/Return of the messenger

Return of the messenger

By Jim Poling Sr.

I am standing at the kitchen window, sipping morning coffee, when he arrives.

He is but a tiny bright flash flitting by, nothing spectacular or unusual on a clear and sunny morning. But when he lands on one of the feeders, he reveals his full golden glory and my view of the world brightens.
He is the Messenger, this spring’s first golden finch and his message is that brighter days are ahead.
His body is small but it is an explosion of yellow optimism reminding us to celebrate the joys of life. His twitters and warbles broadcast hope, guidance, comfort.

The goldfinch is a spirit bird that has guided human thinking in many parts of the world for centuries. It has inspired poetry, novels and films and is estimated to have been a central figure in hundreds of paintings during the Renaissance.
Goldfinch numbers in North America are in the tens of millions; fewer in Europe where they have been trapped and sold for pets.

They were extremely popular as pets in England and Holland. People there often chained them in cages and taught them the trick of drawing water from a glass. The glass was placed below a perch and the bird was taught to lower a thimble-sized cup into the glass and pull it back up.

They also were captured and used in a practice called Vinkensport, Dutch for “finch sport.” In a Vinkensport contest, cages containing one finch are lined up on a street and timed for how many calls each finch makes in one hour. The finch making the most calls is the winner.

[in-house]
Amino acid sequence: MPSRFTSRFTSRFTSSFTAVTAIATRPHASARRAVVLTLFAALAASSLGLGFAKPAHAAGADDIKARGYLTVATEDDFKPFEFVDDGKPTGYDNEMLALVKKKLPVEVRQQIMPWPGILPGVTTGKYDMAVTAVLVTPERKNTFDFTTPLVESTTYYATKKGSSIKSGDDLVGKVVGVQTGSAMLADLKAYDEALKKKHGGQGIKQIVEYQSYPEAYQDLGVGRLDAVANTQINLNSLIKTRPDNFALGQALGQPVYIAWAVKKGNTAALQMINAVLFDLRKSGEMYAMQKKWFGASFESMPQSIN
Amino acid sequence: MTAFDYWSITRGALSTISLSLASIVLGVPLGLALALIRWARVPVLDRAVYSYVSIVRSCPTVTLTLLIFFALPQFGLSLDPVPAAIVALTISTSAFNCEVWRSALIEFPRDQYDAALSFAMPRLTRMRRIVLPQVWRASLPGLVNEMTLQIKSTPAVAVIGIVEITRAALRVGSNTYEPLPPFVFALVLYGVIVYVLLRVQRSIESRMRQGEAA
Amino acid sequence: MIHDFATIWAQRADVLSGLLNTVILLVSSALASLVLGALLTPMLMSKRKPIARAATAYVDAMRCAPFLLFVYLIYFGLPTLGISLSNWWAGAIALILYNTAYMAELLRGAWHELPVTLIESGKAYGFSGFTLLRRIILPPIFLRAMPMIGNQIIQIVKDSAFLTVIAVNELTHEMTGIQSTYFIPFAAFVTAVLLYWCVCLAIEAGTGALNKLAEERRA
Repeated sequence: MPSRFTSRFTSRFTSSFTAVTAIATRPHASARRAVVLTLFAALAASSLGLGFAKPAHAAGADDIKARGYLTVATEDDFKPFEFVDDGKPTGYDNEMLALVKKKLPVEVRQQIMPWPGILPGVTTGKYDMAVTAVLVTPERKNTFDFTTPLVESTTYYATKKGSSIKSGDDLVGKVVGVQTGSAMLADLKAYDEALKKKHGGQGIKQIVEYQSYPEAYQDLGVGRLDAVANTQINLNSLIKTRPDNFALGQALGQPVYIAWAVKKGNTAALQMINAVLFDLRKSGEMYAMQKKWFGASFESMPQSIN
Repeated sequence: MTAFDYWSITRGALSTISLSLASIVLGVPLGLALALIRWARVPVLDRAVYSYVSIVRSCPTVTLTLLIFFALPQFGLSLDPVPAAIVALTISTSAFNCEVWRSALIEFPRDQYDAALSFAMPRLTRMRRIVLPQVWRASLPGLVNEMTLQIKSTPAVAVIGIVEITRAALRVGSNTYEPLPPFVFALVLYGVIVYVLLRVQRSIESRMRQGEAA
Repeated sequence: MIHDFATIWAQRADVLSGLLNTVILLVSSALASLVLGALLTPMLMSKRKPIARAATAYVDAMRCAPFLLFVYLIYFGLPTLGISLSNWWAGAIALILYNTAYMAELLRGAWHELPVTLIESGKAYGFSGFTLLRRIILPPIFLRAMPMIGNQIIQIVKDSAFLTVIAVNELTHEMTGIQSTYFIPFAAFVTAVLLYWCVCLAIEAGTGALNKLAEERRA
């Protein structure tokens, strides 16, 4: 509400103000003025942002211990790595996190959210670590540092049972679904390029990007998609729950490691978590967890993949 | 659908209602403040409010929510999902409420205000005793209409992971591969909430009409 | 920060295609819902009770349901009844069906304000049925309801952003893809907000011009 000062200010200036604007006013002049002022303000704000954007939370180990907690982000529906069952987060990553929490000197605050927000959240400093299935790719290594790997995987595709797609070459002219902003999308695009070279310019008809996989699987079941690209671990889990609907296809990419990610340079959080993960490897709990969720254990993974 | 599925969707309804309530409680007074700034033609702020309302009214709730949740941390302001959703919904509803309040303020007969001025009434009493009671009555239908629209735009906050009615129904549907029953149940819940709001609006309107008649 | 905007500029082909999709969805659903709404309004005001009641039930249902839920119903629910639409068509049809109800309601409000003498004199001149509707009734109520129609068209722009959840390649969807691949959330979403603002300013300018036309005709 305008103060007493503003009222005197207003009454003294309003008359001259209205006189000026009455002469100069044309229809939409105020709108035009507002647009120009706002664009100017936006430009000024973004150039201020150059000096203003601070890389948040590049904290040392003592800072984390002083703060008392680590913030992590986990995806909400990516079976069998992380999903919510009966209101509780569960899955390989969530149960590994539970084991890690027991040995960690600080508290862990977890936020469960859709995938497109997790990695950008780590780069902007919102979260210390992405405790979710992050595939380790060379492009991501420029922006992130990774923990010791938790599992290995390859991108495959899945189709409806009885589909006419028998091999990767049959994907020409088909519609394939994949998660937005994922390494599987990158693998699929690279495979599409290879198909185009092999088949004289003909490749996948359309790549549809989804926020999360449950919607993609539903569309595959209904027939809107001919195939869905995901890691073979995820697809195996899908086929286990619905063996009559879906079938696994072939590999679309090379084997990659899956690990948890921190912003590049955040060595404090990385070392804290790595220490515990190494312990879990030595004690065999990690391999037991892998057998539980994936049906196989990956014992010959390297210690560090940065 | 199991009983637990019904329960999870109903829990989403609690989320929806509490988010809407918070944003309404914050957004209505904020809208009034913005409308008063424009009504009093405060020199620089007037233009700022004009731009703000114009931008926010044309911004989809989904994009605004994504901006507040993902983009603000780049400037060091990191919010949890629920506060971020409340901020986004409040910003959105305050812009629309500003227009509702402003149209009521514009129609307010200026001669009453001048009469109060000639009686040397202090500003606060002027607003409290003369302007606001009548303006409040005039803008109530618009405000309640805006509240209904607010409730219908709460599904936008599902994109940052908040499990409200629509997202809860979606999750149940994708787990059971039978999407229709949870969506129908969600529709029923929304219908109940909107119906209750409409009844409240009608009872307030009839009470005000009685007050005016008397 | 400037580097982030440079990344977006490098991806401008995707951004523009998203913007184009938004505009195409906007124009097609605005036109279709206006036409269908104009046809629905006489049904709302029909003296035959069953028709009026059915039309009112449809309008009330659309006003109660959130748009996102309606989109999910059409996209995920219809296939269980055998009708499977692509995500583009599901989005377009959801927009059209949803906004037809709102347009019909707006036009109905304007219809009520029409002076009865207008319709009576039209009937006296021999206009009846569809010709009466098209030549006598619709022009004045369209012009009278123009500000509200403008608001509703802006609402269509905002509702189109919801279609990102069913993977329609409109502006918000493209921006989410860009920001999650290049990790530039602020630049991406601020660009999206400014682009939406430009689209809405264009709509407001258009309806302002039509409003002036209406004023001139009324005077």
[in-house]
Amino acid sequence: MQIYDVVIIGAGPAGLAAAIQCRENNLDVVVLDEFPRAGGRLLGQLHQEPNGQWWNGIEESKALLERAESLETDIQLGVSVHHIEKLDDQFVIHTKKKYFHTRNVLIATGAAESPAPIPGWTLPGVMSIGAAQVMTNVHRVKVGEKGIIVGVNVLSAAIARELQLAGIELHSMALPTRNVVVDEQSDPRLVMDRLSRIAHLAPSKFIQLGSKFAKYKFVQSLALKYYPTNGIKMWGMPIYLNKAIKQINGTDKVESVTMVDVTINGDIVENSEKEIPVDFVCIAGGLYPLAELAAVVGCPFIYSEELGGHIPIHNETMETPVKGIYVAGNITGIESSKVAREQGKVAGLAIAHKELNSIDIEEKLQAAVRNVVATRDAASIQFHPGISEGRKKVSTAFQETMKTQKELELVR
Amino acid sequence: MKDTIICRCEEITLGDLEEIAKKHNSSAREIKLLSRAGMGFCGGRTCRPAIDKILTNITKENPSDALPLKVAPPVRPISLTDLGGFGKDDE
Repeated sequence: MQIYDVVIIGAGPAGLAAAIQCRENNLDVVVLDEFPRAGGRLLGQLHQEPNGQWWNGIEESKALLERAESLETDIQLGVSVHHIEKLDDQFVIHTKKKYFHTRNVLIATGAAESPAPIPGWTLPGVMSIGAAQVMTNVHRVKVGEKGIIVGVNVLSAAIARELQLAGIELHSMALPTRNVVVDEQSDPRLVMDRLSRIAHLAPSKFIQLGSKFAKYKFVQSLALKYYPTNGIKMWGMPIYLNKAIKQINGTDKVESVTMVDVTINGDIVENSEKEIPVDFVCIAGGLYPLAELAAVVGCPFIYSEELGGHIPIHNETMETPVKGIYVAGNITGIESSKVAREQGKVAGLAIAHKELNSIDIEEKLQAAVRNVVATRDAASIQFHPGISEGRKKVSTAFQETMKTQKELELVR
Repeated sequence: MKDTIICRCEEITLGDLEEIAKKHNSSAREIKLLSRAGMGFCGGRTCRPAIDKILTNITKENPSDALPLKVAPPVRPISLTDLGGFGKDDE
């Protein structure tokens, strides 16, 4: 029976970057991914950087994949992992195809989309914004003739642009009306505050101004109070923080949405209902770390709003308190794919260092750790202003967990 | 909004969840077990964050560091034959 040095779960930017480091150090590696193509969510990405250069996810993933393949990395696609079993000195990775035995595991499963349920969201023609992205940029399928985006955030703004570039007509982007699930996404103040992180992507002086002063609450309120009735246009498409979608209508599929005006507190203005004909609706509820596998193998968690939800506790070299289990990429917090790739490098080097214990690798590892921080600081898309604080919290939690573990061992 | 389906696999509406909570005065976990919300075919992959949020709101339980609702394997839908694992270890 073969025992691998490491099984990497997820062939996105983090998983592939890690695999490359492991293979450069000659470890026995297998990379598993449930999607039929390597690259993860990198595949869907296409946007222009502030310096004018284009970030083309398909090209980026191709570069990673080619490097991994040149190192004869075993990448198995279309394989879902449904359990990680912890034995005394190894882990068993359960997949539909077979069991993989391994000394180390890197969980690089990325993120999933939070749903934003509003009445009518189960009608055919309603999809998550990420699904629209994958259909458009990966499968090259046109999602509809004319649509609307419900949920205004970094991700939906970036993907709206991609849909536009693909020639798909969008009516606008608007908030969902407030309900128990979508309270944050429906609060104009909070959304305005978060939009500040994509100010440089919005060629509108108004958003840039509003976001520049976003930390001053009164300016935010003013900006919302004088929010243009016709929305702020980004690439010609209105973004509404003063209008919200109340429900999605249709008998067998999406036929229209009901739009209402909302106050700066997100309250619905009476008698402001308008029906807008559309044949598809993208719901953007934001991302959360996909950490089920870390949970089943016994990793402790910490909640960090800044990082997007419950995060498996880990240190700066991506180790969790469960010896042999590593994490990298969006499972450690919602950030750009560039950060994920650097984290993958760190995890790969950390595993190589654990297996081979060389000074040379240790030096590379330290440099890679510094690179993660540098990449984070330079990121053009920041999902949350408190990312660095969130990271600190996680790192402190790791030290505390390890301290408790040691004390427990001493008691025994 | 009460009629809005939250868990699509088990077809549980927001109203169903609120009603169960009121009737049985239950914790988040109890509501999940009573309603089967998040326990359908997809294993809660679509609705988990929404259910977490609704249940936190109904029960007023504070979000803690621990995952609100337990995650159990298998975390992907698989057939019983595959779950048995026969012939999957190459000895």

The sport has been condemned because of tactics used to make the birds sing more. In early times they were blinded with hot needles to eliminate visual distractions and encourage them to sing more.

The sport remains popular today in some European locations where the finches are kept in small, dark boxes, again to discourage distractions.
Fortunately, goldfinches are well protected in North America and parts of Europe. Our Migratory Birds Convention Act prohibits capturing, trading, transporting or killing these birds. In the UK, they are protected under the Wildlife and Countryside Act.

In earlier times the goldfinch was seen as more than a bright and happy sight on a branch or a bird feeder. Medieval Christians believed the European goldfinch acquired blood red feathers on its face when it attempted to remove the crown of thorns from the crucified Christ.
That belief no doubt is enhanced by the fact that goldfinches are very adept at pushing aside prickly thistles to get at thistle seeds, a staple food of the European goldfinch.

Ancient Greeks regarded thistles as curative and the goldfinch became to be seen as a symbol for good health. One ancient belief was that if a goldfinch turned its head to the left in the presence of a sick person, that person was destined to die.

Goldfinches themselves don’t have long lifespans. Their typical lifespan is two to four years in the wild, nine years in captivity.
Paying close attention to your bird feeders can help goldfinches and other birds live out their typical lifespans.

Salmonellosis is a common and fatal bird disease that can be spread from bird feeders. It is caused by a bacteria found in bird droppings and easily transmitted in tray type feeders or on the ground below feeders where seed has fallen. Experts say using tube feeders helps reduce transmission and that all feeders should be cleaned weekly with a 10-per-cent bleach solution.
This spring a salmonella outbreak has been killing finches and pine siskins along the U.S. west coast.

Also, care needs to be taken about what you put in goldfinch feeders. They are fussy eaters; they are vegetarians, the only bird known not to eat bugs. They love Nyjer seed because it contains nutritious oil, which means it is easily spoiled.

Nyjer seed needs to be stored in climate-controlled conditions – in temperatures below 80 degrees Fahrenheit. The experts suggest buying Nyjer seed in small quantities and from a dealer known to have rapid turnover of seed.

Looking after our goldfinch visitors is important. Without them, our world would be a darker, more pessimistic place.